Keane testified that September 30, 2005 was Estelle's last service call to the townhouse, and that the purpose of the service call was to reduce the water flow in the system (Keane 1/27/10 EBT at pp. 33-34). Estelle received no further calls to service the system prior to the incident (Id. at pg. 43). On November 3, 2005, Laquidara was at the townhouse and, after discovering the irrigation system was not yet drained, remarked in passing to Turner that the system should be drained and winterized because the temperature was dropping. Turner replied that Keane was currently busy, but that Turner would "get him to do it". (Laquidara 1/13/10 EBT at pp. 22-24) . There is no dispute that no one called Estelle to ask it to drain and winterize the system.
Rosen and his family were away over the Thanksgiving weekend, November 24-28, 2005. During that time, the water in the irrigation system for the fifth floor gardens froze, causing the manifold to burst. Water leaked back into the house, causing the damage and flooding that Streaks found when he entered the townhouse on November 28, 2005 (Id. at pp. 31-32) . Laquidara testified that upon inspecting the system he noticed ice on the manifold (Id. at pp. 87-88). He left the manifold where it was and called Turner to request repair services. Turner was surprised as this call was the first time Tri-Star had spoken to Window Box regarding the gardens and the irrigation system (Turner 4/14/10 EBT at pp. 95-96). This fact was corroborated by Margaret Geiger, Window Box's owner, who testified at her EBT that she was unaware of any involvement Tri-Star had with Window Box's work (Geiger 1/20/10 EBT at pp. 91-92).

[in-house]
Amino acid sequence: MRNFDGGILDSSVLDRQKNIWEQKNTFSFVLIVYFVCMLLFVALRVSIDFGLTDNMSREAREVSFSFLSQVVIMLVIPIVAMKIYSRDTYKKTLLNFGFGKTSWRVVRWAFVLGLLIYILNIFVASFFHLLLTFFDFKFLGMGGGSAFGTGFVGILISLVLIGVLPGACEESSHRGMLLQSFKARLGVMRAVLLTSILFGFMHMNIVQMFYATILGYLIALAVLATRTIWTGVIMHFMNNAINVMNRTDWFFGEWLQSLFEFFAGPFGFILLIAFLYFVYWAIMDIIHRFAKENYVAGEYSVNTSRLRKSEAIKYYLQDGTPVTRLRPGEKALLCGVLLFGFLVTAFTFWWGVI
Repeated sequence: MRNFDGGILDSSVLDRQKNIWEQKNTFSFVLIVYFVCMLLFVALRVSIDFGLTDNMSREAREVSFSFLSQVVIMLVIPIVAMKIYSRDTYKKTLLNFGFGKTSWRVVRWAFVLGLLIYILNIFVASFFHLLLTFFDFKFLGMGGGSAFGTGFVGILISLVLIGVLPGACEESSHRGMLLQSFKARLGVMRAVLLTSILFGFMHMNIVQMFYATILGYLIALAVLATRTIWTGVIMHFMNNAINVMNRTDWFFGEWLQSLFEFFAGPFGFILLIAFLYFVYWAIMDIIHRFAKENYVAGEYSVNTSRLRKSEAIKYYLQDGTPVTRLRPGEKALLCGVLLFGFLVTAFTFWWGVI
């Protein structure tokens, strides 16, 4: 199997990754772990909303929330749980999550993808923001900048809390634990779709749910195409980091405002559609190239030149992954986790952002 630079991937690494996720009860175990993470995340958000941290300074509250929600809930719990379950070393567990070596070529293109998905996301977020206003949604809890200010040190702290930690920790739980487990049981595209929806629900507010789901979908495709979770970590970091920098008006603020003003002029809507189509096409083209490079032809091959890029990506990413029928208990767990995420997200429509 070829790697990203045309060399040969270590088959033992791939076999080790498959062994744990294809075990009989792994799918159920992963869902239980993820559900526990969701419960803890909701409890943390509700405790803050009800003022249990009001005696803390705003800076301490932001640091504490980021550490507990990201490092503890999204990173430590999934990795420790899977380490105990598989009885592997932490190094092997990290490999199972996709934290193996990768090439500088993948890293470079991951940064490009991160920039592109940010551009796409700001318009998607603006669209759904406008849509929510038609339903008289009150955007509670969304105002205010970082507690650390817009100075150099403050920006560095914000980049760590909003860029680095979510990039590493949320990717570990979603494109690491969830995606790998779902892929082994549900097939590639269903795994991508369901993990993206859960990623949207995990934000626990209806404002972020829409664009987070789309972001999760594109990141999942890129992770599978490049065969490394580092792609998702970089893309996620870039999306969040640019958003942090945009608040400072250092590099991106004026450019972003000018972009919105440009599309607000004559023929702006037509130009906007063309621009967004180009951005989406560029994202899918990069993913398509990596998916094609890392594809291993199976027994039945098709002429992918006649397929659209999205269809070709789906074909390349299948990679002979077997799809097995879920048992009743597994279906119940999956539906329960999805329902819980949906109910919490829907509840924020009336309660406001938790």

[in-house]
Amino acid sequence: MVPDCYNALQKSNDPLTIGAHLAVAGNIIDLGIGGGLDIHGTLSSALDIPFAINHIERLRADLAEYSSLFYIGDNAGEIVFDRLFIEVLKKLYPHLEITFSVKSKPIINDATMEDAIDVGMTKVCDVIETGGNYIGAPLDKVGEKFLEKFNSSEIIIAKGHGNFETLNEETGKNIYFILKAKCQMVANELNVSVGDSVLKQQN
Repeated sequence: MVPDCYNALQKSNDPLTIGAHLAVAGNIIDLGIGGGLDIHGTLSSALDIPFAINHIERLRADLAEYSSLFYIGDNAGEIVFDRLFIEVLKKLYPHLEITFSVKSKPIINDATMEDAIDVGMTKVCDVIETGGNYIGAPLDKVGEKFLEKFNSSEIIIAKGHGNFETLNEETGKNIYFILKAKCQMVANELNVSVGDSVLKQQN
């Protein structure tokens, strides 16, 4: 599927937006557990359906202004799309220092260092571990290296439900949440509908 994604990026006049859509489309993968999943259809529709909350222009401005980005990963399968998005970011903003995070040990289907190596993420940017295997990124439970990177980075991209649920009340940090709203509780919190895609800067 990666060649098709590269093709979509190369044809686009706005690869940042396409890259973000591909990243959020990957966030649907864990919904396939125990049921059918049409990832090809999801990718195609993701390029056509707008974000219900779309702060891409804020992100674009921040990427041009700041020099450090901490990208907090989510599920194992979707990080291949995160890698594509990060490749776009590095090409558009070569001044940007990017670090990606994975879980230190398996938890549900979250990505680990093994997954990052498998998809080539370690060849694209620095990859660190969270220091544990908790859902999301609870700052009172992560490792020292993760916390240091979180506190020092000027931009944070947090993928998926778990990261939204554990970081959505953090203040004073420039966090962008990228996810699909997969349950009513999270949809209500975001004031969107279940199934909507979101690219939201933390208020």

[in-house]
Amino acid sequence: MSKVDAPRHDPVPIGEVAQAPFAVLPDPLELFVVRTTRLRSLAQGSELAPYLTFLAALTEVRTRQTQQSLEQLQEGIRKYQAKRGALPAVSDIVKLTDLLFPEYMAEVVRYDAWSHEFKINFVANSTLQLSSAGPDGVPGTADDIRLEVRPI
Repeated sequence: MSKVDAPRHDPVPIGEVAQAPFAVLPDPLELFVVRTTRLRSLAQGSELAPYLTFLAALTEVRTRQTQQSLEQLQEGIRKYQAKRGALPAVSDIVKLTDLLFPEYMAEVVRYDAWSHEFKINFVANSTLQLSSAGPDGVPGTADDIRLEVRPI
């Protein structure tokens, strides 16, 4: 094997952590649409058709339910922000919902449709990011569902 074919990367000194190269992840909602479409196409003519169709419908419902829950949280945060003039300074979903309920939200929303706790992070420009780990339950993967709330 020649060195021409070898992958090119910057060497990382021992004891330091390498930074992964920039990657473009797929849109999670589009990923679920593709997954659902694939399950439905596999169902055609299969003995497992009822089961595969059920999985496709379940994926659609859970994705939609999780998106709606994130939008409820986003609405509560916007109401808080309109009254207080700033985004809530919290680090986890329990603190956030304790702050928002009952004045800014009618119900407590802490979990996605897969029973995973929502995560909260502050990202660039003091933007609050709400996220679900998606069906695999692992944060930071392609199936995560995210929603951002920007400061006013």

Turner then called Keane to come to the townhouse and inspect the damage. Keane testified that the only damage to the irrigation system he could see was a crack in the manifold (Keane 1/27/10 EBT at pg. 81). Keane then winterized the system (Id.). Turner and Keane subsequently disputed responsibility for the failure to winterize the system. Keane asserted that no one had called him, to which Turner replied that Keane had the responsibility to winterize the system anyway. Turner later testified that Estelle was responsible because "[they] were working there the whole previous, you know, spring and summer and up 'til that point, and that was my understanding of what irrigation guys do" (Turner 4/14/10 EBT at pp. 62-63).